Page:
Here’s a case where British humour has “translated into American” about as well as that year Jerry Springer hosted Miss World and his American humour (or humor) fell ﬂat. The Gorgeous campaign for the Jaguar XK—which I like, probably because I understand the usage of the word as a noun and some Americans do not—is getting rather nasty reviews in the United States, including at Slate, most recently cited in the blogosphere by Ernie Schenck.
In fact, they are being rather venomous—and Mr Stevenson of Slate shouldn’t hint at a correlation between this campaign and Jaguar’s poor sales of late.
Those poor sales are due more to product and young buyers doing their research. When the Ford Mondeo-based X-type was introduced, too-trendy commercials touted the car as being for ‘the new Jag generation’, when its styling turned off all but the old Jag generation; and the new XJ6 and XJ8, despite their advanced construction, look like the old XJ6 (and I am talking about the ones Arthur Daley drove). Duh. No growth from new markets. Old market base dying off.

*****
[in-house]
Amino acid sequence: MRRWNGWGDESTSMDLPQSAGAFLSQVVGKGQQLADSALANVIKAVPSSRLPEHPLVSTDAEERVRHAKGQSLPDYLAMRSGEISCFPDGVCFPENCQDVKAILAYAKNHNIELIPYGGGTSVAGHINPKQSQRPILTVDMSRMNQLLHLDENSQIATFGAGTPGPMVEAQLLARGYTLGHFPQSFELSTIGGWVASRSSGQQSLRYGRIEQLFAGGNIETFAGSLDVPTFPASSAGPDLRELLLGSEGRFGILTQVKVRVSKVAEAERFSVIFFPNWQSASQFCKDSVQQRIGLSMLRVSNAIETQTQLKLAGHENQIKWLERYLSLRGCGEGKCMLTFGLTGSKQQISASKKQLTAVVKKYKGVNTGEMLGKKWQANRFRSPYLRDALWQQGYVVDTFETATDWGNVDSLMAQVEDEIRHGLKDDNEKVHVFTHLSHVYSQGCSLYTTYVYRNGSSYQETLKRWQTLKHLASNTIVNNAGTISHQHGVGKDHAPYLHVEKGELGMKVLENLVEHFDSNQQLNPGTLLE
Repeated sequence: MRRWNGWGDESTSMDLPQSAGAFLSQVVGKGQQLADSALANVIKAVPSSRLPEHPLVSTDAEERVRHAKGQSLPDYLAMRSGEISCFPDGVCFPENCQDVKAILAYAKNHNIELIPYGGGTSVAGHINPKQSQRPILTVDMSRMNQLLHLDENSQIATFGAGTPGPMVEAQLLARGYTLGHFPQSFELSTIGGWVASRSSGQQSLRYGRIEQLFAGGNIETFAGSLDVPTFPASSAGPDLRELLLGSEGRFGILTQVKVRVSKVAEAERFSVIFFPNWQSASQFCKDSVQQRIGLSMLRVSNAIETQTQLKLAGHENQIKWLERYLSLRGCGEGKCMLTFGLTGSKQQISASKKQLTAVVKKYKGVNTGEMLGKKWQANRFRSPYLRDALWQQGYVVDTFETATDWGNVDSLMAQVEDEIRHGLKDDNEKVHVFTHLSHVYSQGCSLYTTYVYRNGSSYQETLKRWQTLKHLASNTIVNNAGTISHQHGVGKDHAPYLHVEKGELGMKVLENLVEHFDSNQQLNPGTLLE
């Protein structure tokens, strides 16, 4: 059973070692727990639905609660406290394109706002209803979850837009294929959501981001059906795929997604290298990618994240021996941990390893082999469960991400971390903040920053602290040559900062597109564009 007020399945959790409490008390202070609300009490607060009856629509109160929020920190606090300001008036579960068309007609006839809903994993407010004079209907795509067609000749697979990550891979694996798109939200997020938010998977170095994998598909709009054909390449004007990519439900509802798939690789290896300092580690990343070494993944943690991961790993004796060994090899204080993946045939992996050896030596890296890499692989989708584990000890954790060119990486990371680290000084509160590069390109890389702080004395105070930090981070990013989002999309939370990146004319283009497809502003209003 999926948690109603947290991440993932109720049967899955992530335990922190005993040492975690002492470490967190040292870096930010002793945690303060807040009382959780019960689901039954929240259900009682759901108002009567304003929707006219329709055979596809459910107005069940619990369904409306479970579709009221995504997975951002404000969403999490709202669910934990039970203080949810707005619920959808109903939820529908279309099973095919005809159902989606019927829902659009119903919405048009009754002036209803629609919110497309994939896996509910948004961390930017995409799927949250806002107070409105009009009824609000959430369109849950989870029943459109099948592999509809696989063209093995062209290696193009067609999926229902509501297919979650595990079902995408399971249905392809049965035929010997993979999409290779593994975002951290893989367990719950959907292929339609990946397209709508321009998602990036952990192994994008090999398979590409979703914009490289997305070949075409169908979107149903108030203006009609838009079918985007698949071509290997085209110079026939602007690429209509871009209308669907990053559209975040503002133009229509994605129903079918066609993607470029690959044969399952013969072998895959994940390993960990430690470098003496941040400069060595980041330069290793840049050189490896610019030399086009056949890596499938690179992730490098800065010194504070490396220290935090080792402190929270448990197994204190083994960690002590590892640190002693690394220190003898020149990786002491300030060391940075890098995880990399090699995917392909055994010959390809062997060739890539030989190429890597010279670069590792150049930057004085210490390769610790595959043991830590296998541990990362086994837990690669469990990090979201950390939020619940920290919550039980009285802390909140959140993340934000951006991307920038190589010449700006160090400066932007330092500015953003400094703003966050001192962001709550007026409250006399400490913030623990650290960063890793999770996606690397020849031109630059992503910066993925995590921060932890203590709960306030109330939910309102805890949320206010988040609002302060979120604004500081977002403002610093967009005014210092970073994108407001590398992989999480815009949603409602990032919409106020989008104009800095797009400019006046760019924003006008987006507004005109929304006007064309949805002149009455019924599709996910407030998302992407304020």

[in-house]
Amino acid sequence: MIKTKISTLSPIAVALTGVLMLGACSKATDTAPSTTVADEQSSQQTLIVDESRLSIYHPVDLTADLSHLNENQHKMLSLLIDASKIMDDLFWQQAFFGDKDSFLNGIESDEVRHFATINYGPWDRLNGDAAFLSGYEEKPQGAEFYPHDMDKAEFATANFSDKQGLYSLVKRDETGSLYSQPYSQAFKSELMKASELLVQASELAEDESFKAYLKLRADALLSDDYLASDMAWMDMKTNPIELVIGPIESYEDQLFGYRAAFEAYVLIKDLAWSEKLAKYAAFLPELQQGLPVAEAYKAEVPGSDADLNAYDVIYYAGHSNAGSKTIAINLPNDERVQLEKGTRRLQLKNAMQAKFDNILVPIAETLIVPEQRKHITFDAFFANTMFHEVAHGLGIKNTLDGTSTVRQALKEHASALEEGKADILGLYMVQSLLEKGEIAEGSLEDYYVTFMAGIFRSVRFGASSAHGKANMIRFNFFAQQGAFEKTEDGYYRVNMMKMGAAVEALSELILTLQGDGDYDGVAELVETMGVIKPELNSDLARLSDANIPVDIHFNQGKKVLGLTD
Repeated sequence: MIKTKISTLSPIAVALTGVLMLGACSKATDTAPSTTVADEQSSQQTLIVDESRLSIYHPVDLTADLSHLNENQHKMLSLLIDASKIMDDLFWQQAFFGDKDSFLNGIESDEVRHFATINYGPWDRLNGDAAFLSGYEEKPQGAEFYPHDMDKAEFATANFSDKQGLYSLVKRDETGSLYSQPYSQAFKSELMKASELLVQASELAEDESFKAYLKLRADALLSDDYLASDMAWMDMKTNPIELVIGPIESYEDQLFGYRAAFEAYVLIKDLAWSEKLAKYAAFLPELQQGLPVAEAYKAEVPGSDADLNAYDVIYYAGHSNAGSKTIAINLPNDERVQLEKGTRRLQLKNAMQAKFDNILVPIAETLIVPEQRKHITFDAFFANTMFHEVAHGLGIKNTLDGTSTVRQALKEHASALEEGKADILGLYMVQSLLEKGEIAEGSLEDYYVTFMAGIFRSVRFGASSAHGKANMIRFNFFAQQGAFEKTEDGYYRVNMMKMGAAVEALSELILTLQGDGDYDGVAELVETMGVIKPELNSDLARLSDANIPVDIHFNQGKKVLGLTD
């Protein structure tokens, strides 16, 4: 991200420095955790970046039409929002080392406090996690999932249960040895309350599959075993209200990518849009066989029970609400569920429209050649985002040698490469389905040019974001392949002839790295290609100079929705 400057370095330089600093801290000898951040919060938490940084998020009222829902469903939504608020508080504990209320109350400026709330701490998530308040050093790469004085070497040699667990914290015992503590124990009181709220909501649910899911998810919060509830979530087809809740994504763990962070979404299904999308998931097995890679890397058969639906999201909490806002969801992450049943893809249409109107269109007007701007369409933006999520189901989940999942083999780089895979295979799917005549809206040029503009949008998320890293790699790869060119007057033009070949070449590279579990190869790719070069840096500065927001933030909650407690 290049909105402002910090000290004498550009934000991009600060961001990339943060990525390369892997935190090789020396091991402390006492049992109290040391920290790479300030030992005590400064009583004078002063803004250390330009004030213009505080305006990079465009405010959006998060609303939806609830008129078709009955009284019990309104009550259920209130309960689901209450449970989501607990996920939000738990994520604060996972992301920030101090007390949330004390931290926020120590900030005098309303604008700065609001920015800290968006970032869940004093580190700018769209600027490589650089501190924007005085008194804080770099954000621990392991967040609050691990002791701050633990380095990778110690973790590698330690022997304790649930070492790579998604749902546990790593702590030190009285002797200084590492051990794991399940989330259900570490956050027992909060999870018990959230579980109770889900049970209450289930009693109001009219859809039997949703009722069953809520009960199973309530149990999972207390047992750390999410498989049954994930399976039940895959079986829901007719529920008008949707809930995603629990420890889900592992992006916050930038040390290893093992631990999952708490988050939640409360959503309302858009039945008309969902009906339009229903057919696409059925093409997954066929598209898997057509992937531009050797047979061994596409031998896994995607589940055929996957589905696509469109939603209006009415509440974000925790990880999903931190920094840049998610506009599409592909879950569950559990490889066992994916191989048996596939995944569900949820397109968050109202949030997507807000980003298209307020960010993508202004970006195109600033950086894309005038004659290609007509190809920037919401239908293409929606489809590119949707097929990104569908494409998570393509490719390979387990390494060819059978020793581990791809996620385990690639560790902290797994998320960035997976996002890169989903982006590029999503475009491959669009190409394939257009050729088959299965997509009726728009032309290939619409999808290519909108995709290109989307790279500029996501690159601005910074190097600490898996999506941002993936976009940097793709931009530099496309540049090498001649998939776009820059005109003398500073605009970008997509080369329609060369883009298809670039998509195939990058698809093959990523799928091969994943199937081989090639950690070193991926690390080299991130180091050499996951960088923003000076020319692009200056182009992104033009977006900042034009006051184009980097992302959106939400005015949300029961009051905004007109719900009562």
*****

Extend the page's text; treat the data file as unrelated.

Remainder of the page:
They convey a lack of honesty, and people were more than willing to pick that to bits. Hence, Audi, which doesn’t go as extreme with its claims for its vehicles, doesn’t get attacked nearly as badly for building cars on Volkswagen Golf platforms or with Golf engines.
So why not have a campaign that turns that 180 degrees? The new XK8 is gorgeous, and Gorgeous reckons the new car is gorgeous.
Jag sales will rise, buoyed by this new car, and sedan sales will pick up with new models in the second half of this decade.
Sure, this campaign might not be a good choice for going global, but Gorgeous thinks it’s not ’arf bad.
My earlier review of the campaign can be found here. Posted by Jack Yan, 01:26
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